Mom's Stash String Quilt

String Quilt

Early in 2016, I started a quilt for a friend. She'd inherited part of her Mom's stash of fabric and was looking for a way to turn it into a quilt.
Mom's Stash String Quilt

Mom’s Stash String Quilt

Early in 2016, I started a quilt for a friend. She’d inherited part of her Mom’s stash of fabric and was looking for a way to turn it into a quilt. The fabric that wasn’t Christmas themed was mostly pale purple and pink.

The pair of us scoured pinterest, and eventually found some string quilts. So I started hacking away at the stash. The fabrics didn’t really go together, so the string quilt was a way to make it all gel. We choose black to make the diamond pattern, since a bold neutral was the only way to override the riot of colour.

I can’t honestly say how much fabric this quilt took, since I was dealing with random yardage from a stash, as well as my own cutoffs from other projects. This quilt is an excellent scrap buster; you can use random pieces or carve up yardage, it doesn’t matter.

Materials

  • 15″ square ruler
  • Rotary cutter and mat
  • A variety of fabric for the top, including one main sash colour (this tutorial assumes black)
  • Batting
  • Backing

Instructions

  1. Cut a variety of fabric into 8″ strips. These strips build the strips between the squares. I trimmed to 7.5″, so anything between 7.5″ and 8″ is fair game. Since I was using yardage, I cut my strips at 2″ x 8″. The odd cutoff from my own stash was larger or smaller than 2″ wide, but in general the strips were uniform.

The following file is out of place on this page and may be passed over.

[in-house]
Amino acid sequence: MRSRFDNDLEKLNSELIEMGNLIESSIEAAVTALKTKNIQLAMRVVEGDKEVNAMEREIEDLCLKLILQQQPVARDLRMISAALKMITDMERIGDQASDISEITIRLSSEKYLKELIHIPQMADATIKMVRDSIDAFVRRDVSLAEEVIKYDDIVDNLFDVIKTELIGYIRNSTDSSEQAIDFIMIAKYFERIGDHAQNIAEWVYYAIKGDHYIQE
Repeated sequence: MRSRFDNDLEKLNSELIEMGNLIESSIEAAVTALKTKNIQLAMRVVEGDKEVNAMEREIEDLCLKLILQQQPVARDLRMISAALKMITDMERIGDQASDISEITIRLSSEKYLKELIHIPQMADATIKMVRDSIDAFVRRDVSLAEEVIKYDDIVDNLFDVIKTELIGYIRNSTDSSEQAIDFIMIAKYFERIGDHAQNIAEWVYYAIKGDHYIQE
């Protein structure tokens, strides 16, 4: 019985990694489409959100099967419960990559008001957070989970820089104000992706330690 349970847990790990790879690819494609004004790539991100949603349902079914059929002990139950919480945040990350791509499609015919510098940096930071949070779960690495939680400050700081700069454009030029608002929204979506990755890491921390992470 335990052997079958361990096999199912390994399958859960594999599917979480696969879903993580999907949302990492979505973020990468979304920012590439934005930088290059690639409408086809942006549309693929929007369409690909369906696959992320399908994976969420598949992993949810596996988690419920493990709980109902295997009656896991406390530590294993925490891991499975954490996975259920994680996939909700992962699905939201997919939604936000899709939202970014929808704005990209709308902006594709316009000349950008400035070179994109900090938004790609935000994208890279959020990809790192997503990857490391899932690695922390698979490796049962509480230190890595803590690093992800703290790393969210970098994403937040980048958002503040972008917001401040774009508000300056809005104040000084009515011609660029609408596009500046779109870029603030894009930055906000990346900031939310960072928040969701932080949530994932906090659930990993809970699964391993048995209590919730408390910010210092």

2. Sew a random selection of strips together to make a 21″ long band of fabric. Use a standard, scant 1/4″ seam allowance and press to one side.

    Step 2: assemble 8" strips into 21" long pieces

    Step 2: assemble 8″ strips into 21″ long pieces

  3. Trim the strips to 7.5″ wide. Then, cut the corners by aligning the square ruler so that diagonal points meet the center of either end of the strip:
    String quilt, trimmingTrimmed block center
  4. Add 2.5″ wide black bands to the long sides of the strip.
    Block center with black bands
    Cheater tip: I used 2.5″ strips because I wanted my binding to be black as well. This way I could cut my black fabric up and not worry about leftover strips, because I would use it as binding.
  5. Continue adding fabric to the black bands, checking with the ruler lined up to the points you trimmed to be sure you’re adding enough to complete the square. I like pressing and trimming as I add each band so that I’m sure it works. When you’re done adding fabric, your block will look something like this:
    Completed string block
  6. Align your blocks with the black sashing in alternating directions to create the squares:
    Laying out string quilt
    Try to keep identical fabrics away from each other as you layout your quilt to keep the randomness going. When sewing a row together, ensure your black sashing lines up:
    Align black sashing
  7. Once the quilt top is assembled, sandwich and quilt as desired. Bind with the remainder of the 2.5″ black fabric.

Posted by Opal

I'm small, blunt, and terribly useful. I build websites, specializing in compliant CSS and XHTML. I like quilting, cars, and critters.